The Port Isabel-South Padre Press and our sister publication, the San Benito News, have been reporting as the pandemic spreads throughout the Rio Grande Valley, namely, on the precautions Cameron County, San Benito, Laguna Vista, Port Isabel, and South Padre Island have taken.
Both newsrooms are dependent on the Cameron County Public Health department’s press releases and Cameron County Judge Eddie Treviño, Jr.’s press conferences for information on COVID-19 cases in the county.
These press releases and conferences are, our news teams have learned, the only on-the-record sources for COVID-19 case information in the county.
The Port Isabel-South Padre Press’ and San Benito News’ multiple attempts to contact Cameron County Public Health department and the Judge’s office have not been returned, as of this article’s printing, for over two weeks.
But Cameron County is communicating with its municipalities, every weekday morning at 10 a.m., in conference calls with city officials across the county.
Edward Meza, city manager of Laguna Vista, told me this after I asked him what the Town of Laguna Vista, who received their first confirmed case of COVID-19 last week, was doing in response. City officials know only the most minimal information on the cases, but police departments, if a case is in their jurisdiction, know their names and addresses.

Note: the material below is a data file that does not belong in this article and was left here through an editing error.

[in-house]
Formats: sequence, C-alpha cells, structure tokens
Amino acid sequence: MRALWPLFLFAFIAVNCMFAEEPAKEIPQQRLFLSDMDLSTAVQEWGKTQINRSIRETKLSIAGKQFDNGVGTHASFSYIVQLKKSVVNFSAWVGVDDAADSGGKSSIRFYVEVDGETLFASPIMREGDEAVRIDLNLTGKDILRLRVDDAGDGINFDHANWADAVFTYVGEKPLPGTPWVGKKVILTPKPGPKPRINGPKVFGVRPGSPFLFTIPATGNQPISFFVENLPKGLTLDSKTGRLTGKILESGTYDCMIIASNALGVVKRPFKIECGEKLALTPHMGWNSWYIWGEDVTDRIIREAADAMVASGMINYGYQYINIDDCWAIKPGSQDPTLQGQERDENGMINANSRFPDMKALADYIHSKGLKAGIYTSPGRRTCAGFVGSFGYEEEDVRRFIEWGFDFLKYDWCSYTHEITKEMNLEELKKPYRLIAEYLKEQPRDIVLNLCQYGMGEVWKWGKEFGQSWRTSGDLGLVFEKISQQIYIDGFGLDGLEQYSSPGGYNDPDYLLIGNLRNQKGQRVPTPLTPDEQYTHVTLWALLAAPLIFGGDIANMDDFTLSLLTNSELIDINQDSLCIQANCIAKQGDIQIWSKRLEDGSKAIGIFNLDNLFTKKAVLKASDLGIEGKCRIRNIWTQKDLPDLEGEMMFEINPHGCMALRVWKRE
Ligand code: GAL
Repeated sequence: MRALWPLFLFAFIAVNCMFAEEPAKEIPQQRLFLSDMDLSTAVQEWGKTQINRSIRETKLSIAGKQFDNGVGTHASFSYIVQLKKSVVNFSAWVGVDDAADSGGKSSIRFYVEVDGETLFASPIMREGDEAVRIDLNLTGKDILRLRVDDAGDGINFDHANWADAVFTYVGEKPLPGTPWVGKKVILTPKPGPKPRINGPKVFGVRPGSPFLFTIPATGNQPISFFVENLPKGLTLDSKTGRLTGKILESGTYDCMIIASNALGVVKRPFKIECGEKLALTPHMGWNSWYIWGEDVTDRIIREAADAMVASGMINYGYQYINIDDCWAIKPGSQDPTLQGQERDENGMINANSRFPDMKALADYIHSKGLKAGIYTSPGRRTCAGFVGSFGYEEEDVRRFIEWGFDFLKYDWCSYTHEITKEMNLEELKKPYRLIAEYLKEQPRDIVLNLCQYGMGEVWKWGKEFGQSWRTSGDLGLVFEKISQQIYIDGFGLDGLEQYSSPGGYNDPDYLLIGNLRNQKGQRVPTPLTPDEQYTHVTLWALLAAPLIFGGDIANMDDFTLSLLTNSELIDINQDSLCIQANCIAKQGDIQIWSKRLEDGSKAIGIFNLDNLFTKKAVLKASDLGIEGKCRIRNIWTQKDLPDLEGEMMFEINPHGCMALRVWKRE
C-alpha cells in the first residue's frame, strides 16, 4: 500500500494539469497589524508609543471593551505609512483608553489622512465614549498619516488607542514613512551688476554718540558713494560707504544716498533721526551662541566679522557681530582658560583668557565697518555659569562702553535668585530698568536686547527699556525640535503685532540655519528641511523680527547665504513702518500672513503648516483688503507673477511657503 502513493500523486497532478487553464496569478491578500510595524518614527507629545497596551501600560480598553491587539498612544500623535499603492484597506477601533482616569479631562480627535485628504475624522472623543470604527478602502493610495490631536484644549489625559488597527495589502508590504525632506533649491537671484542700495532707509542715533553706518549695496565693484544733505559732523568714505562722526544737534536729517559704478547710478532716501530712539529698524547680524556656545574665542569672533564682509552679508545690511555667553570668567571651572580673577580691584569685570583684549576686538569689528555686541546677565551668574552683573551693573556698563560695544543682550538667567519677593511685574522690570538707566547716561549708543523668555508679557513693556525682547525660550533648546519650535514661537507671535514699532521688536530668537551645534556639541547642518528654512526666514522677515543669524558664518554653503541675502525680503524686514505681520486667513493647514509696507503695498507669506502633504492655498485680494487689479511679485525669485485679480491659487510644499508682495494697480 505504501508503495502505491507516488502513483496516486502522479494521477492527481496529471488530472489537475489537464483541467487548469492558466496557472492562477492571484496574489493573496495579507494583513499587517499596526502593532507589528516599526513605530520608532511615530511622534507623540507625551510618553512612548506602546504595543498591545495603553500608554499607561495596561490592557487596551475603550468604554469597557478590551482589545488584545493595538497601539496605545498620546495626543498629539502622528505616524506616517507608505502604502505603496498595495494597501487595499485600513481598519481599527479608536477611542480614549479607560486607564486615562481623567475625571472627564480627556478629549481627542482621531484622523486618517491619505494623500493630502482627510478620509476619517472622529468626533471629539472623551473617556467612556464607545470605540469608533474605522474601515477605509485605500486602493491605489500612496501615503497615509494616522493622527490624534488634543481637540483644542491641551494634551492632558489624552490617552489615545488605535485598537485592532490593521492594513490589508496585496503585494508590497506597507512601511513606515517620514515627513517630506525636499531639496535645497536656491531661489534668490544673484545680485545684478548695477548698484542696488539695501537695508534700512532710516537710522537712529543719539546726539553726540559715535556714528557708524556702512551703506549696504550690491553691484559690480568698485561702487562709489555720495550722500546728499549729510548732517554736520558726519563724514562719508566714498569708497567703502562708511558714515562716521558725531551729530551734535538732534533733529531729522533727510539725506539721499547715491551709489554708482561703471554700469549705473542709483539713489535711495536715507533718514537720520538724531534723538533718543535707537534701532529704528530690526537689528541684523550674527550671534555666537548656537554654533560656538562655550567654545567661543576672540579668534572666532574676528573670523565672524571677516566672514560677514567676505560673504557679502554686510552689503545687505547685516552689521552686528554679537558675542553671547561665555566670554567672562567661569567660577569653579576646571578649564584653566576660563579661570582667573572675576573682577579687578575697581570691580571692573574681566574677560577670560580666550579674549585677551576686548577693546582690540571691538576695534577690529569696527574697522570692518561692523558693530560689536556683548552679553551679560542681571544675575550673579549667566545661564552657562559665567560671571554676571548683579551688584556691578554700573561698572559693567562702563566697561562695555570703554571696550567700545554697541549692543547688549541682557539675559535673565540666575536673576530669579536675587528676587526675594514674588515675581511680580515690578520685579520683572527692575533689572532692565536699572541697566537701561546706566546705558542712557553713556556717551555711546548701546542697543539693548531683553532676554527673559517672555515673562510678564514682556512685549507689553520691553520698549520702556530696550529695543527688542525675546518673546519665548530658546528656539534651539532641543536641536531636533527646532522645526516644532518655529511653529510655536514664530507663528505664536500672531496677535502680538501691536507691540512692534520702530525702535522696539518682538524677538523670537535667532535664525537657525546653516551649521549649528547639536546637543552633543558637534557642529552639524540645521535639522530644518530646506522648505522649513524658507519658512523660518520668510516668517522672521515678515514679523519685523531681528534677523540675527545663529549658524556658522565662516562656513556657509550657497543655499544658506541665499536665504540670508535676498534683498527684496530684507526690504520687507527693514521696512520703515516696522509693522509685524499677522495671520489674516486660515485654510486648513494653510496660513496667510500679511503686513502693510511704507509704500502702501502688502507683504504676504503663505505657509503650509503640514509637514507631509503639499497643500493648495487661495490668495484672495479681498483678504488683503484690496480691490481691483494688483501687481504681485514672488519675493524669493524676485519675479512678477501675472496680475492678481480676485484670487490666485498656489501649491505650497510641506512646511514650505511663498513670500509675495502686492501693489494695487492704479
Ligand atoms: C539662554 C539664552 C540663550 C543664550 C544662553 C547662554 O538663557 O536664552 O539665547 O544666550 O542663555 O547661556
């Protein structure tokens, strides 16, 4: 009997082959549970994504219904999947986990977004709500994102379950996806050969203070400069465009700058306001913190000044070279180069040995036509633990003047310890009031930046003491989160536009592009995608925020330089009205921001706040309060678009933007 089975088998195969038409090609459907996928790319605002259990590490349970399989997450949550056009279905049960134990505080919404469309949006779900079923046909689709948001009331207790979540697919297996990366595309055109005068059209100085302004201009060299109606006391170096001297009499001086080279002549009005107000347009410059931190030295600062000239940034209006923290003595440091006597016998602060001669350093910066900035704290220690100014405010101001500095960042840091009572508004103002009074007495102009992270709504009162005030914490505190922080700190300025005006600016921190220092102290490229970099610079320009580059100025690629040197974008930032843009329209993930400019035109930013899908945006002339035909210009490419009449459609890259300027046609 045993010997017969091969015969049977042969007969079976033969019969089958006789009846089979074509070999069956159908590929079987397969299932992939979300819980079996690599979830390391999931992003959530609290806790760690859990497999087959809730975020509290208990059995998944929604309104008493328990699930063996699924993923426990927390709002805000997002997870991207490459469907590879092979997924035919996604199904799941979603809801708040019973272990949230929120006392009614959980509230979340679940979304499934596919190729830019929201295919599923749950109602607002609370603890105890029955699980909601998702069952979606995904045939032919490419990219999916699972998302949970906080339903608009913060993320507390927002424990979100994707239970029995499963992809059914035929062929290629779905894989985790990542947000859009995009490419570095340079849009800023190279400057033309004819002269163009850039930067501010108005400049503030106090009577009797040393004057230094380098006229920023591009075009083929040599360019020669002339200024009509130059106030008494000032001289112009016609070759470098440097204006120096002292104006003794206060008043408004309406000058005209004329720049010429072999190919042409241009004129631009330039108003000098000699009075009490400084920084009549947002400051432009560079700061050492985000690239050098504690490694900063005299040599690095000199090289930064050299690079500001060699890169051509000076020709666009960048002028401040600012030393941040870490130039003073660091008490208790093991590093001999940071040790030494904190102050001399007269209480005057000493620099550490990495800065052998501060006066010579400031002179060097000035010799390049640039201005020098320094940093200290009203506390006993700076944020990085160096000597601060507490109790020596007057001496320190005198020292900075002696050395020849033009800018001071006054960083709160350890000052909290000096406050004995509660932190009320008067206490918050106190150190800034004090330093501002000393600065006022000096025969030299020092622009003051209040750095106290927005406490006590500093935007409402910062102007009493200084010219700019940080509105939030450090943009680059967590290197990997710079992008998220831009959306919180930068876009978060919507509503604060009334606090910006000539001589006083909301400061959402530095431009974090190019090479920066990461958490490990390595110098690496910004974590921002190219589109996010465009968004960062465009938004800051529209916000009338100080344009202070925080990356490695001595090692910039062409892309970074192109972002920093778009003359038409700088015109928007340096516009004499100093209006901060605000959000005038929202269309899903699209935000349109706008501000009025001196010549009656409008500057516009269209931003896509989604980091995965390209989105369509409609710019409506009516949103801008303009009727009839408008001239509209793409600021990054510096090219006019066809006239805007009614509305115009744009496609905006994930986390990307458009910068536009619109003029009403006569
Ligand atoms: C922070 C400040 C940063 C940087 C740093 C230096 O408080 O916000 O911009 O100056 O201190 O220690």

Of course, we aren’t looking for their names and addresses. Those persons’ privacy is protected by the Health Insurance Portability and Accountability Act (HIPAA). What we do want to know, or at least get a response to, is if a confirmed case is in our respective areas of coverage or has traveled there. Regardless if they are not an immediate threat to them, the residents have a right to know, if for nothing else to understand that this virus doesn’t exist in the abstract, no matter how much we want it to.
What we don’t understand, however, is the consolidating that Cameron County is doing with their information on these cases. The press is not seeking to page six persons with COVID-19. We are not fear-mongering either. But the public has a right to know of imminent and potential threats to their health and safety, with the most updated information, and unfettered access to elected officials to address questions. Communicating with the press is still the best way to share information with the public.
So, when you’re ready Cameron County, let’s talk.
Editor’s note: This article has been edited for length. To read the full story, click here or make sure to grab a copy of the April 3–9, 2020 issue of the NEWS.